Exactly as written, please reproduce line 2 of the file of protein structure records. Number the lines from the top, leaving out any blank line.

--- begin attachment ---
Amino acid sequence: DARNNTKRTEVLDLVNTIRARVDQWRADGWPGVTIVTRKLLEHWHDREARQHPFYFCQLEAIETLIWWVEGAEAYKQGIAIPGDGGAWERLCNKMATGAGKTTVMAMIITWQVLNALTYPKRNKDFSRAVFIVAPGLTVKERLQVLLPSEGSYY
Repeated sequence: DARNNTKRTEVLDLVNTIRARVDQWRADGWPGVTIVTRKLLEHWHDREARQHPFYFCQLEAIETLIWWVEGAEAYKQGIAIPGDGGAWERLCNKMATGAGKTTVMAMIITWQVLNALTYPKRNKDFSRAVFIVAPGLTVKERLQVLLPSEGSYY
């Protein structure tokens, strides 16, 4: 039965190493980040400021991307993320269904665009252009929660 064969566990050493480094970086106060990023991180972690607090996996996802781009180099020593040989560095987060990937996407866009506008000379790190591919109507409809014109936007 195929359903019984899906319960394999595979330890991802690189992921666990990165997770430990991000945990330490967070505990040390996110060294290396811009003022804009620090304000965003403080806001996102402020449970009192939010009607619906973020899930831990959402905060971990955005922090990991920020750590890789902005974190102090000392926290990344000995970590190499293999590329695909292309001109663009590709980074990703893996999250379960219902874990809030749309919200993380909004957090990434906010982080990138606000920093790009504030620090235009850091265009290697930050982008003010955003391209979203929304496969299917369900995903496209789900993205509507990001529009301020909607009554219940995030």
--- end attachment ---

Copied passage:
Repeated sequence: DARNNTKRTEVLDLVNTIRARVDQWRADGWPGVTIVTRKLLEHWHDREARQHPFYFCQLEAIETLIWWVEGAEAYKQGIAIPGDGGAWERLCNKMATGAGKTTVMAMIITWQVLNALTYPKRNKDFSRAVFIVAPGLTVKERLQVLLPSEGSYY